The scenery becomes more interesting after about 5 miles, as the forest opens to a moist meadow centered on a small stream, bordered by sheer, cracked cliffs to the north. The trail crosses the stream (just after an inconspicuous junction with a spur to Morat and Blue lakes, which forms the return part of the loop hike), then parallels the edge of the long, narrow meadow and on to the first significant climb, up a short but steep cliff face to the flatter land above, past a pond and out to the banks of Jordan Lake
, decorated by clusters of blue gentiana calycosa
and red rhodiola rhodantha
. The rocky shoreline is followed east then north, whereupon the path crosses grassy flats and ascends another 250 feet, moving right above the treeline to a short grass plateau dotted with numerous white boulders, at the edge of the main part of Naturalist Basin. The underlying rocks are flat and layered, forming level terraces and short vertical cliffs, all split in an attractive, blocklike pattern. The next lake (Shaler
) is a short distance east, and the path fades away when approaching the shore. Many wildflowers
grow along the base of low cliffs on the north side, fed by tiny springs; blooms occur in colors of yellow, blue, red, pink, purple and white.
Faxon Lake and Middle Basin
Shaler Lake marks the end of the official trail; ahead are steep, sparsely vegetated hillsides running west and south from 12,540 foot Spread Eagle Peak, but the slopes are quite easy to climb and one obvious target is the lowest point of the nearest ridge (11,328 feet), half a mile northwest of the lake. The route leads past two little ponds to the highest lake in Naturalist Basin (Faxon), which is also lined to the north by jointed, blocky, white cliffs, with scree slopes above, formed of boulders at the lower elevations, looser, earthen slopes in the middle and solid rock higher up, sheltering clumps of stunted trees. The top of the rocks reveals a fantastic view northwards over Middle Basin, the big valley of Stillwater Fork, surrounded by other jagged peaks and ridges, with meadows and lakes far below, rather lower than Naturalist Basin on the south side.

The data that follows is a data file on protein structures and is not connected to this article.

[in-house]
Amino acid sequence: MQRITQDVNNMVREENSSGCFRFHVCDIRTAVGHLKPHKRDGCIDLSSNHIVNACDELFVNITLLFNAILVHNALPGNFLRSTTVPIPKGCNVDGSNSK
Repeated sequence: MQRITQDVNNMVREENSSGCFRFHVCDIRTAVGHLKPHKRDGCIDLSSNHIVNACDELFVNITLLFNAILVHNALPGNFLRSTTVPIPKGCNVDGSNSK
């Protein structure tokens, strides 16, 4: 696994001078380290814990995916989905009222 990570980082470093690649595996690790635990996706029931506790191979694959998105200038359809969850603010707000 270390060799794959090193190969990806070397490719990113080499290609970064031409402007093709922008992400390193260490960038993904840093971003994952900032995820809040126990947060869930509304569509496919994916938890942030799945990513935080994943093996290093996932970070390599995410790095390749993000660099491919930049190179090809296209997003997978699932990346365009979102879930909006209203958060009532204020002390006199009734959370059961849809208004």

The hike continues west along the ridgeline, rising another 320 feet up increasingly rocky terrain of crevasses and angular boulders, to a minor summit formed of mottled brown/white rocks speckled with green and black lichen. On the far side, a shorter descent reaches the next saddle, a flat area of reddish rock, and a patch of tiny trees just a few inches high. This is a suitable point to descend back to Naturalist Basin - down rather steeper slopes than before, crossing a few bands of small trees, to the sparkling waters of Leconte Lake, then west up a gentle slope past patches of somewhat bigger trees to the larger Blue Lake, set right beneath Mount Agassiz - a peaceful, sheltered place, where only the movement comes from fish nudging the surface. A trail reappears on the south side of the lake, passing a pond then dropping down a steep hillside to the two Morat Lakes, one of which is quite shallow and partly dries up in summer. The main route loops around the far side of the eastern lake but a shortcut continues straight, between the two. Next is another sharp descent, to a meadow containing a tiny pond, where the course of the trail is temporarily not obvious, but it follows the eastern edge of the meadow, across the green, lichen covered boulders lining the exit streamway, then descends gradually to a junction with the main Naturalist Basin trail. This point is 5 miles from the western Highline Trailhead.